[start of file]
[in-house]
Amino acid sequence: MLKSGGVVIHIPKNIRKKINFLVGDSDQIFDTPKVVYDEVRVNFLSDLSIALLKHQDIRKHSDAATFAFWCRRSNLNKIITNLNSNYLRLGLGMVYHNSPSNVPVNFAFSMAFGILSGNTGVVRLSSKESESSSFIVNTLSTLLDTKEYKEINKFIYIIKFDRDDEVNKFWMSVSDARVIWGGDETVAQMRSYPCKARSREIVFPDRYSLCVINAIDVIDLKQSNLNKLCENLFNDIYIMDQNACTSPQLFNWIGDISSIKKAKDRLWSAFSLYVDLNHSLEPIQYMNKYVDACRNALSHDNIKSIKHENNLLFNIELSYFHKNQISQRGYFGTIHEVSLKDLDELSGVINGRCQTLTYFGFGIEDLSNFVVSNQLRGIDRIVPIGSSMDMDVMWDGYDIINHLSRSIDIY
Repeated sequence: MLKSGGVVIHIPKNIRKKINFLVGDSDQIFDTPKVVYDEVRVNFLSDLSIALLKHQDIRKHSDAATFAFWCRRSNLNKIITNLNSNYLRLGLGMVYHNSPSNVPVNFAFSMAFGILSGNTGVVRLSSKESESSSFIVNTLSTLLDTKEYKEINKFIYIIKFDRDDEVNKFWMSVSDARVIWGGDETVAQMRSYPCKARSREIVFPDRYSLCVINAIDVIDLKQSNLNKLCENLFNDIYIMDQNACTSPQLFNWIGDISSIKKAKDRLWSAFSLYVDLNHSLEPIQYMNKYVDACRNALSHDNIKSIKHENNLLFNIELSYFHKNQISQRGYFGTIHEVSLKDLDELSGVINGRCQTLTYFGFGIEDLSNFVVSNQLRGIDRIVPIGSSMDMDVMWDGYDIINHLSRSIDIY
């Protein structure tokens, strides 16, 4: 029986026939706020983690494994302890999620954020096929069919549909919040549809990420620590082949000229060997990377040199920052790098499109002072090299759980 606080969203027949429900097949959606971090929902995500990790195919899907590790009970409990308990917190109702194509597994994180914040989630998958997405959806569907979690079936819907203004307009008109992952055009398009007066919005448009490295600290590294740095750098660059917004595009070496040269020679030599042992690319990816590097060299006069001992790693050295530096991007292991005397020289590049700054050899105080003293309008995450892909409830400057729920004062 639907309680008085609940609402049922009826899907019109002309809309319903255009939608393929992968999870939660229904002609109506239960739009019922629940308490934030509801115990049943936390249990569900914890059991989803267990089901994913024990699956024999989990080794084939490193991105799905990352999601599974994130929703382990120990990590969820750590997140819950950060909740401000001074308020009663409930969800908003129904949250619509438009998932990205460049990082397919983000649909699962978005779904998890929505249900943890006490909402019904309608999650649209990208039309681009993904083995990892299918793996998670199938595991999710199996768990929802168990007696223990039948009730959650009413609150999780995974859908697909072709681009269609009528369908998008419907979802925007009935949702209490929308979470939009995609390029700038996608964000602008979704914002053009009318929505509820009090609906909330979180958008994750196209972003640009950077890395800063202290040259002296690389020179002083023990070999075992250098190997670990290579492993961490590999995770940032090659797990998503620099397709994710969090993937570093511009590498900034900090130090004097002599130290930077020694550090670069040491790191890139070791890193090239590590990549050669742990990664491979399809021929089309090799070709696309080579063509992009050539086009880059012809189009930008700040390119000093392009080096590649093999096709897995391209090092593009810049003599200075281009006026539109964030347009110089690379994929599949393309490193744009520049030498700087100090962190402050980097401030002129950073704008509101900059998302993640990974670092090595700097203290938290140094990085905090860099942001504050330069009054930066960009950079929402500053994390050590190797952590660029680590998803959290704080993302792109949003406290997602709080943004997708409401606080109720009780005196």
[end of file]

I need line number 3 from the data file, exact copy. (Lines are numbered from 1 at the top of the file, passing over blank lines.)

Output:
Repeated sequence: MLKSGGVVIHIPKNIRKKINFLVGDSDQIFDTPKVVYDEVRVNFLSDLSIALLKHQDIRKHSDAATFAFWCRRSNLNKIITNLNSNYLRLGLGMVYHNSPSNVPVNFAFSMAFGILSGNTGVVRLSSKESESSSFIVNTLSTLLDTKEYKEINKFIYIIKFDRDDEVNKFWMSVSDARVIWGGDETVAQMRSYPCKARSREIVFPDRYSLCVINAIDVIDLKQSNLNKLCENLFNDIYIMDQNACTSPQLFNWIGDISSIKKAKDRLWSAFSLYVDLNHSLEPIQYMNKYVDACRNALSHDNIKSIKHENNLLFNIELSYFHKNQISQRGYFGTIHEVSLKDLDELSGVINGRCQTLTYFGFGIEDLSNFVVSNQLRGIDRIVPIGSSMDMDVMWDGYDIINHLSRSIDIY